Two Bloemfontein business owners, Thipe Tseka and Dr Esta van Heerden, are among 25 South African “enviropreneurs” who have been chosen to participate in the Groundswell Accelerator Programme. Final selections have just been announced, following the inaugural workshop held at the Riversands
Incubation Hub in Johannesburg in May.
Groundswell is an interactive 18-month programme, supported by seed funding from J.P.Morgan. Focusing on small entrepreneurs working in the green economy, the programme builds entrepreneurial skills and cultivates sound business practices.
Since inception in 2007, participants in Fetola programmes typically grow by 50% per year, and have a longterm survival rate of close to 90%.
Catherine Wijnberg, chief executive officer, described the cohort as a group of sophisticated and savvy scientists, many of whom hold advanced degrees. “It’s exciting to engage with entrepreneurs of this calibre. They are promoting renewable energy, sustainable agriculture, offering environmental consulting and providing water resource services, as well as patenting new inventions,” Wijnberg said.
Van Heerden is an award-winning biochemist and National Research Foundation (NRF) rated scientist. Her company, iWater, is a small start-up that currently employs four people who use their scientific knowledge to interpret water and soil analyses. “Most environmental managers have difficulty in translating the meaning of their data, and putting a risk management plan and effective clean-up solutions in place,” Van Heerden said. “We help our clients to complete this value chain. We provide the expertise, including additional worldrenowned partners to support the industry to implement better solutions saving our natural resources for future generations.”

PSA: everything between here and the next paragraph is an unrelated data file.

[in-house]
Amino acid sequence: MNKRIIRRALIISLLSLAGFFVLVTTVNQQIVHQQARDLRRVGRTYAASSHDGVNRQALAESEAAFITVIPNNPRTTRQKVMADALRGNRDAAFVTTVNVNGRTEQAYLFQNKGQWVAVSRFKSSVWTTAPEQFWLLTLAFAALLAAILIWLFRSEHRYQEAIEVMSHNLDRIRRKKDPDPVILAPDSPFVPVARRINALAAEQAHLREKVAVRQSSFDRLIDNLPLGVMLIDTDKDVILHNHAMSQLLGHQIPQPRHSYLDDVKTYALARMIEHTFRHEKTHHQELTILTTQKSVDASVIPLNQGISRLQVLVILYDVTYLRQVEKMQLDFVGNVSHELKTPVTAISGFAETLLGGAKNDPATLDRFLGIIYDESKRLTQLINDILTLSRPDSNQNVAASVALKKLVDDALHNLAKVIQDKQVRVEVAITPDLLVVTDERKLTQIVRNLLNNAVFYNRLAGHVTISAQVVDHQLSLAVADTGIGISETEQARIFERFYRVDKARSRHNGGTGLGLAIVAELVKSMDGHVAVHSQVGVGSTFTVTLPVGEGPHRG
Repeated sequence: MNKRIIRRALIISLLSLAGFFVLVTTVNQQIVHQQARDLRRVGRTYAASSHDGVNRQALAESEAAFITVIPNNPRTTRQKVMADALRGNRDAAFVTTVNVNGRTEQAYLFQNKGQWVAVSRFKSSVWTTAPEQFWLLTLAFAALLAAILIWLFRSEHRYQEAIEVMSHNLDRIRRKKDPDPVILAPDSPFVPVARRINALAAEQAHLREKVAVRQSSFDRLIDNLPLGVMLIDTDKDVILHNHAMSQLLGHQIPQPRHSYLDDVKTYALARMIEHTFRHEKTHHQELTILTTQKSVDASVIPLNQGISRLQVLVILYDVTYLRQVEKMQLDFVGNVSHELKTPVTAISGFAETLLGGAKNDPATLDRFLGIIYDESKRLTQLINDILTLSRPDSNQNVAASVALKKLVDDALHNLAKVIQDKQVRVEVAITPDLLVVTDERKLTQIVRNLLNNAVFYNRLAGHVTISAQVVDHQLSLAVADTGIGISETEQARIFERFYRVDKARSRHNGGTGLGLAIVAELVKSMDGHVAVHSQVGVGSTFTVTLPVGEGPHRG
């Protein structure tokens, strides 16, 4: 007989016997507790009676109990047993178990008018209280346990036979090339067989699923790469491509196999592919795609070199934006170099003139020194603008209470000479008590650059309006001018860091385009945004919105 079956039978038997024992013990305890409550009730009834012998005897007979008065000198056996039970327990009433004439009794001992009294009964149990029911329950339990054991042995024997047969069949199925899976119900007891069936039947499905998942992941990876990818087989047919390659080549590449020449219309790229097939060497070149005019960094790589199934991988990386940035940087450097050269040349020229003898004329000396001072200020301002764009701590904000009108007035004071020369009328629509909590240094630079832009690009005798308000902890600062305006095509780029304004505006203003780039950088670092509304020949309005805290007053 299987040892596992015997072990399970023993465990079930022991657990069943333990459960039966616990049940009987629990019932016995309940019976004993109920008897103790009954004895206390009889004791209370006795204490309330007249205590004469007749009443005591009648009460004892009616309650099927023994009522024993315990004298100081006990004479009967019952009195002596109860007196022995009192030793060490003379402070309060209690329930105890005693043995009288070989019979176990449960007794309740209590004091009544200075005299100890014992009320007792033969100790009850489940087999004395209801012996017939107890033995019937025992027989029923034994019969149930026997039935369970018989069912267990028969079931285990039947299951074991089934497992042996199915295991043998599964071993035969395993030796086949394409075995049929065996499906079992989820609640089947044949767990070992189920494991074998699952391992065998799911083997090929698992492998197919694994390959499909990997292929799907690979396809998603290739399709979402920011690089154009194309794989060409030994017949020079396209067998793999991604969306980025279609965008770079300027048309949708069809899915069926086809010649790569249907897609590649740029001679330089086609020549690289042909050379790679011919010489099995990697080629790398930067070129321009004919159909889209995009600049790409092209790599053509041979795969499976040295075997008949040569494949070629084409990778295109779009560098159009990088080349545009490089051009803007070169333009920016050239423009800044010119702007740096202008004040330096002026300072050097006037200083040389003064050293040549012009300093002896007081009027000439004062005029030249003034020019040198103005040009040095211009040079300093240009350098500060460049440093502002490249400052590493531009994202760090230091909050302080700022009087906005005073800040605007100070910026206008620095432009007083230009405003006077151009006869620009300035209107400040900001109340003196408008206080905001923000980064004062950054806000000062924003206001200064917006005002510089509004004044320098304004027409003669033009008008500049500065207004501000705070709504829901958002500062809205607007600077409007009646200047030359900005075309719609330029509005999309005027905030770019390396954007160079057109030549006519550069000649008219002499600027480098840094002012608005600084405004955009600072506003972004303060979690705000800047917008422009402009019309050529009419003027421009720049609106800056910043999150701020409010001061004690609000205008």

Tseka, who for many years worked as an IT professional, has branched out to form his company, Future Trust Investment. He is now a sub-contractor on a city project to replace water valves. He also supplies energy-saving and offgrid solutions to houses awaiting electrification. He described the personal transformation and strategic planning workshop as, “well organised and executed”.
Each business owner took home a “business plan on a page” to help to implement their respective goals. The next workshop covers costing and pricing, which a crucial fundamental for any small business. Van Heerden found the business plan helpful. She is looking forward to the pricing workshop. “Given this type of support, it might ultimately be possible to grow a biotech sector in South Africa that offers science graduates employment,” she said. Entrepreneurs wishing to apply for similar business development support are invited to visit Fetola’s website
at www.fetola.co.za/projects and register their interest at firstname.lastname@example.org.